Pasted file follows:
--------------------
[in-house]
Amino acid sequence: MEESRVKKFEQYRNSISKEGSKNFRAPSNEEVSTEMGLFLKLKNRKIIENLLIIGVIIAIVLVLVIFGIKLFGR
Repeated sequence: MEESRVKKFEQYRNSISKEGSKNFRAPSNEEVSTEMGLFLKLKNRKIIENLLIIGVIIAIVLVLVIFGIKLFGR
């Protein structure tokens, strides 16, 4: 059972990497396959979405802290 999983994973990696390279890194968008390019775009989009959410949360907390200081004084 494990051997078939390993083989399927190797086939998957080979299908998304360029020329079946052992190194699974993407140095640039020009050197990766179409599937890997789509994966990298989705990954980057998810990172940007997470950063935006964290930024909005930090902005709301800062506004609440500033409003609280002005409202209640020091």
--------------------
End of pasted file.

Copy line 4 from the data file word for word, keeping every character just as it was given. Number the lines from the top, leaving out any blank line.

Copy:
């Protein structure tokens, strides 16, 4: 059972990497396959979405802290 999983994973990696390279890194968008390019775009989009959410949360907390200081004084 494990051997078939390993083989399927190797086939998957080979299908998304360029020329079946052992190194699974993407140095640039020009050197990766179409599937890997789509994966990298989705990954980057998810990172940007997470950063935006964290930024909005930090902005709301800062506004609440500033409003609280002005409202209640020091």